It would be an understatement to say I’m scared shitless.
What do you do when you wake up and your body gives up. When your leg suddenly gets shooting pain or your arm just feels weak at the muscle.
What do you do when you know you already have an autoimmune disease and are receiving treatment for it but still can’t get out of your mind the nagging feeling that there’s still something else wrong with you.
And what do you do when you want to ask for advice and you feel like you repeatedly hit dead ends.
I made a stupid decision. Or at least I feel stupid for doing it. I called my endocrinologist’s office. I called them because I don’t really have a primary doctor (I haven’t for years) and frankly he’s the only doctor I ever see on even a semi-regular basis. And I called because I asked if there was any way I could do a panel test for other autoimmune diseases. I don’t know what the hell I’m doing. Do you ask for stuff from a doctor like that? I don’t know… frankly I’ve never really been the one to be a strong advocate for my health. Well I used to, and people kept calling me crazy so I gave up because I got tired of people just saying “aww get more rest you’ll feel better!” not knowing for the past 4 days I’ve slept 10 hours a day with no relief to my exhaustion. But that’s another story for another day.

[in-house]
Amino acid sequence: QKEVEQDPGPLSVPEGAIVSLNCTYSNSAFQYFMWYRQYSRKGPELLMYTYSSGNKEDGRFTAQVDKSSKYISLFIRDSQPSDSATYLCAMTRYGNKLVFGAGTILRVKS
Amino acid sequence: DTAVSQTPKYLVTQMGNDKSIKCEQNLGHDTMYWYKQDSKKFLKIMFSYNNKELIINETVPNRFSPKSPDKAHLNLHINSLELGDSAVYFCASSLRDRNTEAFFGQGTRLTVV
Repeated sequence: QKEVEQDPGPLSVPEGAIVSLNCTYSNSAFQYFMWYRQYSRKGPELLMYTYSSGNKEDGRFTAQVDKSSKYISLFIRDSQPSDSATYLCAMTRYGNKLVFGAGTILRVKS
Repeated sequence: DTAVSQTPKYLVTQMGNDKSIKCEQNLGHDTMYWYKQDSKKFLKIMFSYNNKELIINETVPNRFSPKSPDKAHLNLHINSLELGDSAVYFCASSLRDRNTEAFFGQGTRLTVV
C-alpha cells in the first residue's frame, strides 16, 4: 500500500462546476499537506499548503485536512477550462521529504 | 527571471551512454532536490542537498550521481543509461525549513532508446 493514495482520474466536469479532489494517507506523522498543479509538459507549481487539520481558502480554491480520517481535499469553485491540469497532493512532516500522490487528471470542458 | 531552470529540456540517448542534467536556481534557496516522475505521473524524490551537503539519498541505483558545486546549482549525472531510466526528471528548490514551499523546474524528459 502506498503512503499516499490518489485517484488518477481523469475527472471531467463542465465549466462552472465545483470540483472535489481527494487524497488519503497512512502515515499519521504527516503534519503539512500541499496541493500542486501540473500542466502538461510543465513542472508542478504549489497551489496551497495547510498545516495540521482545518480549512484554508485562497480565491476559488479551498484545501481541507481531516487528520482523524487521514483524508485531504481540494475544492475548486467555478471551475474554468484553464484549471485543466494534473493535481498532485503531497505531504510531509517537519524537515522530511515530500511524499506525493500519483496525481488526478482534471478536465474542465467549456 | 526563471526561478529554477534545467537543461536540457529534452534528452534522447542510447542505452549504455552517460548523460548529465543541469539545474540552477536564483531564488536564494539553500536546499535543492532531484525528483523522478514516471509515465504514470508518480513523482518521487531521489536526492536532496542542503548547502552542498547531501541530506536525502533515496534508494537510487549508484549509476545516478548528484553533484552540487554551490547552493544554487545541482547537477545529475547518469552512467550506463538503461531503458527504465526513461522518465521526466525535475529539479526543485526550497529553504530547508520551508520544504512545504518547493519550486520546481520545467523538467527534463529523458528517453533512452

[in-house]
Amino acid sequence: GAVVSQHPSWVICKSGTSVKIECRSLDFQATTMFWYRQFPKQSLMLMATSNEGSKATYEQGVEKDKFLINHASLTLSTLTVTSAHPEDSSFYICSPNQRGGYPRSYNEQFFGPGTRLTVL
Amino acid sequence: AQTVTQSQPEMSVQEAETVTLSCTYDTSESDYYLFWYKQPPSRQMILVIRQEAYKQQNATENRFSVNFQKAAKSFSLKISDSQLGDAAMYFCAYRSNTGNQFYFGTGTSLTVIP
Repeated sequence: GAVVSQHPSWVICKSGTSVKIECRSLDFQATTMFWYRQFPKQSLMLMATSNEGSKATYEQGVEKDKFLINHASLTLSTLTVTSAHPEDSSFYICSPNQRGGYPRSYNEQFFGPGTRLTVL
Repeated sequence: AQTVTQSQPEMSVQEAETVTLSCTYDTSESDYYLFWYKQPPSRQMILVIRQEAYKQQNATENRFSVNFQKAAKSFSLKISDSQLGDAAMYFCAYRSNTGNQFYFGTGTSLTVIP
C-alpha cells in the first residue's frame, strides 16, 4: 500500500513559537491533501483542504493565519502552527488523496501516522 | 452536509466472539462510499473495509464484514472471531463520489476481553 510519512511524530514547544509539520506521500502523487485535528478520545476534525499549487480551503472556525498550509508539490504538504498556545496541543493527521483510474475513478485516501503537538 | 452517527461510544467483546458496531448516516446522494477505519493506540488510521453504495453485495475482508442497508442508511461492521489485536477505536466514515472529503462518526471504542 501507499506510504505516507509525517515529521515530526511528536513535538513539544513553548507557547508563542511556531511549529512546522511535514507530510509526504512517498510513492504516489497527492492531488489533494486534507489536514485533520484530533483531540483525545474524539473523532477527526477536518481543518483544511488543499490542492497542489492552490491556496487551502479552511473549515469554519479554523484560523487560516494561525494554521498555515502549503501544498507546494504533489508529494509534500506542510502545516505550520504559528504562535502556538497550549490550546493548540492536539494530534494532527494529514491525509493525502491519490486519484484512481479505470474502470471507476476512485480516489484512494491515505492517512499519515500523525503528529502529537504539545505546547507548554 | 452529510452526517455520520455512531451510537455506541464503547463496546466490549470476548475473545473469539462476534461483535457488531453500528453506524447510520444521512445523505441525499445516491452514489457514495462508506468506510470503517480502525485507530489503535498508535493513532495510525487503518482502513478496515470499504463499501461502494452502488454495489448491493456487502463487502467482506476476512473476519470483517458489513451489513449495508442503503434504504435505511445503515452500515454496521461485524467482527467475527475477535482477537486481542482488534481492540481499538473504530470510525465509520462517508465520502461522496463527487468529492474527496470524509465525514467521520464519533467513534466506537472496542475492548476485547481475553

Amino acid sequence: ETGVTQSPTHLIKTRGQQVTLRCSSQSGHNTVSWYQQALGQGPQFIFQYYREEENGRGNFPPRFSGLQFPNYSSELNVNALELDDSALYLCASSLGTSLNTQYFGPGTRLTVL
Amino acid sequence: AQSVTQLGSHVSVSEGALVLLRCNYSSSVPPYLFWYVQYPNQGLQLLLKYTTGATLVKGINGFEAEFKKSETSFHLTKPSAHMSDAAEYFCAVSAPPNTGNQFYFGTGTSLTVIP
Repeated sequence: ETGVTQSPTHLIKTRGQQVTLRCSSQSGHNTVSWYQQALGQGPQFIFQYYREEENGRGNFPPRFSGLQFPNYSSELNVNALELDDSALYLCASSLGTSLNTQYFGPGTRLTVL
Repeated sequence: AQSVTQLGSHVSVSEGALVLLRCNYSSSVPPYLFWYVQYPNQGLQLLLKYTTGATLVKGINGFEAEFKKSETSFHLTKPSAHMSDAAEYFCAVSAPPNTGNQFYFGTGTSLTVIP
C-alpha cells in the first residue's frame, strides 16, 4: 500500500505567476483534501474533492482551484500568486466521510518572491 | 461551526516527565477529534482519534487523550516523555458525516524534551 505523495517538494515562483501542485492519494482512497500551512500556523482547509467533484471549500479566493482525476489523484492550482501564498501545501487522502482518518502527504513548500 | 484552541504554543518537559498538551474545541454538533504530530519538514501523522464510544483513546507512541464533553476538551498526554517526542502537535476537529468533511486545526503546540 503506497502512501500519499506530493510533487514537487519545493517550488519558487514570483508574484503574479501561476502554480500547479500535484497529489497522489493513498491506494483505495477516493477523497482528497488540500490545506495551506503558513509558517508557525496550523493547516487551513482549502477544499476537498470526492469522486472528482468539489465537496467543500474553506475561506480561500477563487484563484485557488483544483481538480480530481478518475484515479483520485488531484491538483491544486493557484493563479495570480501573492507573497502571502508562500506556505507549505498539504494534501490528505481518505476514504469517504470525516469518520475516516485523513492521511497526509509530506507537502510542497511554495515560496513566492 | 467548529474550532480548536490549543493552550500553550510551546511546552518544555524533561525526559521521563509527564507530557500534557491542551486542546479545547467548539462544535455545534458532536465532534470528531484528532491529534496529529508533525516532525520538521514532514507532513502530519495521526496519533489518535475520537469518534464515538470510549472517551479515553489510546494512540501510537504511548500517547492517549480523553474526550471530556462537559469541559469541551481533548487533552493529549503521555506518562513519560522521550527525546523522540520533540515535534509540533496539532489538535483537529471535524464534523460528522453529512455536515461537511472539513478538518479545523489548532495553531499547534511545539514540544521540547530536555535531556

So why not consult my parents? Particularly my mother. Who’s a registered nurse. Who knows more about health than I ever care to.
You know what that sounds like a great idea. Except there’s one problem.